So after writing about Star Trek – Into the Darkness without having actually seen it, I finally went to see it, and boy was I right. Who are these people? You really can’t reboot character.
What follows is a rant, which should not read by anyone who has not yet seen Into the Darkness, but intends to:
I get that JJ Abrams is trying to create a “new” Trek, but then why doesn’t he just throw in a new captain and a new crew and give them another part of the galaxy to explore? Instead he’s turned McCoy, Chekov, and Sulu into near parodies of the originals, and given us an Uhura who bears no resemblance to the one we know. I do not recognize any of old Kirk in new Kirk, and I’m not talking about Shatner’s unusual phrasing. I understand Abrams’ Kirk is different. He grew up in a different timeline without a father. It made him more rebellious and “angry,” a kind of a rebel, which is how we first saw him in the original reboot – driving a souped up convertible like James Dean. Roddenberry’s Kirk was a boy scout compared to him. Zachary Quinto is somewhat more successful at giving us a recognizable Spock, but this Spock is rudderless. He’s lost his parents and his planet and somehow carries the irrational burden of knowing “his” actions in the other timeline had a role in causing the destruction. He lacks the detachment and cool we loved in original Spock – a cool which could sometimes convey great compassion, especially toward Jim. Instead he’s just repressed and barely holding it together. Still Jim is right in giving him command of the Enterprise at a critical juncture; compared to Kirk, Spock does know what he’s doing.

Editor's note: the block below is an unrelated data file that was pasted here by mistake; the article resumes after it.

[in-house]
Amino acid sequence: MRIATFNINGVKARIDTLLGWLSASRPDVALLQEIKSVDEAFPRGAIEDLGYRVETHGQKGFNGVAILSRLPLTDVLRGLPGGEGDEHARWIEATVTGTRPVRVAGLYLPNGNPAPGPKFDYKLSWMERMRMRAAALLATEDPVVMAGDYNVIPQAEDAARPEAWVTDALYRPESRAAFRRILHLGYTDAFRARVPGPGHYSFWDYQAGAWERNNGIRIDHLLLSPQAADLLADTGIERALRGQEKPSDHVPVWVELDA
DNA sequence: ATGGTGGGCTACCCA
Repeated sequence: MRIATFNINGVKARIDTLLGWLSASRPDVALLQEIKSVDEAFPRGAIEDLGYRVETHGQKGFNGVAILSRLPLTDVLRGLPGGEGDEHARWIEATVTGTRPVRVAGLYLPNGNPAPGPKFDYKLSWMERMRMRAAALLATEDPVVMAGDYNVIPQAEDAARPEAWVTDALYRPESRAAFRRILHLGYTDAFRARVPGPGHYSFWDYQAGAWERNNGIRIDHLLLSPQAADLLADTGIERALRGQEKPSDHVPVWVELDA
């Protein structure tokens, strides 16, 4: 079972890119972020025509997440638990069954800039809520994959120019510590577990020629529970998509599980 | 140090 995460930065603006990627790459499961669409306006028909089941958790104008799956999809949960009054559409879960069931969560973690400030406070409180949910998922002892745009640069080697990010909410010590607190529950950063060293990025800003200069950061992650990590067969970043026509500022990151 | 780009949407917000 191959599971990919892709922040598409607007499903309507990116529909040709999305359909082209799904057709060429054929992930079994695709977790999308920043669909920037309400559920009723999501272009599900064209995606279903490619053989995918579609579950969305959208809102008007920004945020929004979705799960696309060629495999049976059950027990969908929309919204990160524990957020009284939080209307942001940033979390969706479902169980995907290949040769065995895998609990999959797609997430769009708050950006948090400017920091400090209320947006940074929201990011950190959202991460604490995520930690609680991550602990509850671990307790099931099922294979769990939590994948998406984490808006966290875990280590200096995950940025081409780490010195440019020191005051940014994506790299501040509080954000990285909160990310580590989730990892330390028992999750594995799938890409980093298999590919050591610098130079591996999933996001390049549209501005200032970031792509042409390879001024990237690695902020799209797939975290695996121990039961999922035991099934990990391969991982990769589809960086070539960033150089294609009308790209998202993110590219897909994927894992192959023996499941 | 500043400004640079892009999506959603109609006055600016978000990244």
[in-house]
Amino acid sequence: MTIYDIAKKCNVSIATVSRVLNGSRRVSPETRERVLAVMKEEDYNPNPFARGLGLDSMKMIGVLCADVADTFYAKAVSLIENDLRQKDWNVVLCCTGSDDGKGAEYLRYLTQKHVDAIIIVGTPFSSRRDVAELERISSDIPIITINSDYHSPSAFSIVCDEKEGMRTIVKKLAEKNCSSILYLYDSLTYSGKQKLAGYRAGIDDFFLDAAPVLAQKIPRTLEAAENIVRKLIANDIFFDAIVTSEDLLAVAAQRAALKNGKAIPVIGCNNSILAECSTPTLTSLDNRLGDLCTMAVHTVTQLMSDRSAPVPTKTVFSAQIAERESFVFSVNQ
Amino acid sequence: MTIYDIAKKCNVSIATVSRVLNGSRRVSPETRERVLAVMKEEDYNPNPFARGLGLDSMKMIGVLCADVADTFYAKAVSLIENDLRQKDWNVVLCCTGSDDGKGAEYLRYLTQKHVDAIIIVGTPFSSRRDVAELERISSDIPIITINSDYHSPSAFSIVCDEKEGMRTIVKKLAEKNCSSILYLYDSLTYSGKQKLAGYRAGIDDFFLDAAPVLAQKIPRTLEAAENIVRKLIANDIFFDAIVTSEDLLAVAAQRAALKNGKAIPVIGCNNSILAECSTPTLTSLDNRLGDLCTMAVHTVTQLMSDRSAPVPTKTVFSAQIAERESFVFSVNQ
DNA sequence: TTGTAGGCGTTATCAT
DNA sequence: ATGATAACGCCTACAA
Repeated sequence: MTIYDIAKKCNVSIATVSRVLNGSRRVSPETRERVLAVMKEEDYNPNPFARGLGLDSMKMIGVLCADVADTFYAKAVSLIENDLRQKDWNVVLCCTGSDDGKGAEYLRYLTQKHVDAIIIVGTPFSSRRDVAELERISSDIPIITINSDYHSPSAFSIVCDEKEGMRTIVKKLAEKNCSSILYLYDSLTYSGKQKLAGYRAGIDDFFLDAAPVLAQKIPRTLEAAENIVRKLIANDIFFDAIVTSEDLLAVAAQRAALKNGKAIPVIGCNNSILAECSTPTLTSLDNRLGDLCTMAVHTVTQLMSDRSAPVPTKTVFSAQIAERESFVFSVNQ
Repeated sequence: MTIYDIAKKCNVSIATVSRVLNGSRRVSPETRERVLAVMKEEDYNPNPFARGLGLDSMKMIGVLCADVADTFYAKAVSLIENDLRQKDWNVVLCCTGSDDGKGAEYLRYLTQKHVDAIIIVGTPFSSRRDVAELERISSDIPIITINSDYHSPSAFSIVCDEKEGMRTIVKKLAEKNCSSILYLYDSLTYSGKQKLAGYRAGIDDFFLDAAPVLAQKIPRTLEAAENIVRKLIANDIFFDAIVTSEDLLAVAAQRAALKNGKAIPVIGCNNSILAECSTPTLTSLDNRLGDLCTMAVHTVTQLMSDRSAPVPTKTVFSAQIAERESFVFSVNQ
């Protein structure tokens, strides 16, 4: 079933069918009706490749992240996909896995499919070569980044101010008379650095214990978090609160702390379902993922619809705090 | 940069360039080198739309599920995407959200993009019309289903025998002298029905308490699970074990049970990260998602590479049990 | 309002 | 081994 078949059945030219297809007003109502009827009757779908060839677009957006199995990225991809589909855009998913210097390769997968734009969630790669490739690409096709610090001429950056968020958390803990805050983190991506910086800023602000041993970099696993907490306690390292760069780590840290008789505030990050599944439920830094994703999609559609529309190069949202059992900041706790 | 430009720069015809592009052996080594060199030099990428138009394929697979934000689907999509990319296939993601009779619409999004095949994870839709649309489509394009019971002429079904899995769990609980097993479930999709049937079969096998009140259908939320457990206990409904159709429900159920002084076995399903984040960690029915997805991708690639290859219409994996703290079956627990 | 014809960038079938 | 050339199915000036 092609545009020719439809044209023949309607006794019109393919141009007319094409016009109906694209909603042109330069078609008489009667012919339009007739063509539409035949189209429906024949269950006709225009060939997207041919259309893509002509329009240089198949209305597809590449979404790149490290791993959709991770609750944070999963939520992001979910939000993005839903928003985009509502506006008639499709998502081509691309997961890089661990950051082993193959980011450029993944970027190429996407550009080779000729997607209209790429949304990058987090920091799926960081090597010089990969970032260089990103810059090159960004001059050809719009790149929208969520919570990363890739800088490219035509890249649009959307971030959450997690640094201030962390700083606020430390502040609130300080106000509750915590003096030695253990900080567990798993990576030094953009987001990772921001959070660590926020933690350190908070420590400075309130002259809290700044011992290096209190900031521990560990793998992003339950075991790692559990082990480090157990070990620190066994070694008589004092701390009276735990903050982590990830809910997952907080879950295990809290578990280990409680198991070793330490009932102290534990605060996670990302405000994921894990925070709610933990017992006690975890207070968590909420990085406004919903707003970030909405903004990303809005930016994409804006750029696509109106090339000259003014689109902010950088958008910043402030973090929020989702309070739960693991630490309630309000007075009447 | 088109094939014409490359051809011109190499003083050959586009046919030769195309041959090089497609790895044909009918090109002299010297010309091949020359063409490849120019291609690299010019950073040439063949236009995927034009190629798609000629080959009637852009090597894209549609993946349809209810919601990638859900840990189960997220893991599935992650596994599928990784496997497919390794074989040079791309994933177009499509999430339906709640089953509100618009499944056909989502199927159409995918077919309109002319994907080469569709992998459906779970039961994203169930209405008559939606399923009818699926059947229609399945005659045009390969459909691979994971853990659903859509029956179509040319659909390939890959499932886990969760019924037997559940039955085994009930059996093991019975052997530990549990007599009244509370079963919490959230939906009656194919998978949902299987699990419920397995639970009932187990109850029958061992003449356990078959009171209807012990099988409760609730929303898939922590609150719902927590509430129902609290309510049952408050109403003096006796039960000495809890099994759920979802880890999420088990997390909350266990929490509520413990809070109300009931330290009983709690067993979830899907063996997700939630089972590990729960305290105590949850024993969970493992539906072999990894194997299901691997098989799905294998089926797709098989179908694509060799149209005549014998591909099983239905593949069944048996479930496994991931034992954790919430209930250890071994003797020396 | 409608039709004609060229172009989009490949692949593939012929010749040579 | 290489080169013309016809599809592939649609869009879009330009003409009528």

But the problem isn’t that Abrams made changes. The problem is those changes don’t add anything. Why redo Klingons? There are Klingon characters from the Roddenberryverse who we know and love – Worf and B’elanna Torres specifically. Are we supposed to now imagine them as Abramized? Why is someone named Khan Noonien Singh played with no explanation by a very white, blue-eyed actor? And when did he go from being not merely genetically superior, but actually having “super blood” that could resurrect the dead? (Different timeline doesn’t cut it since the timeline changed long after Singh came into being.)
Abrams wants to have his cake and eat it too, with all sorts shout outs and parallels to Wrath of Khan. That’s clever, but only serves to make the film seem more like a parody, and once you realize what he’s doing, it becomes predictable. (We know exactly where Jim is racing to once its clear the only way to save the ship is for someone to go into the warp core itself.) At least at the end of Wrath of Khan their was a possibility that dead was dead, that even if their was another sequel Spock wasn’t coming back. When he did, in Star Trek III,, he wasn’t the same, and he still wasn’t the same by the time we got to Star Trek IV. Jim’s resurrection was too easy, and clearly just a set up to establish more of the Jim/Spock bond and move to the next sequel.
Were we the only ones utterly creeped out by the militarized Starfleet uniforms? Do we blame the new timeline and destruction of Vulcan for the extreme shift in the very nature of Starfleet? We loved the fleet because it was a seriously non-imperialistic, non-military operation whose guiding principle was non-interference. It was the world to come we wanted to believe was possible. Who didn’t dream of being a cadet in Roddenberry’s Starfleet Academy? But Abrams gives us a darker future which is a lot less pleasant, and more generic, even dystopian. Why would anyone want to go there?
(If you found this post enjoyable, you might want to check out more of my stuff.)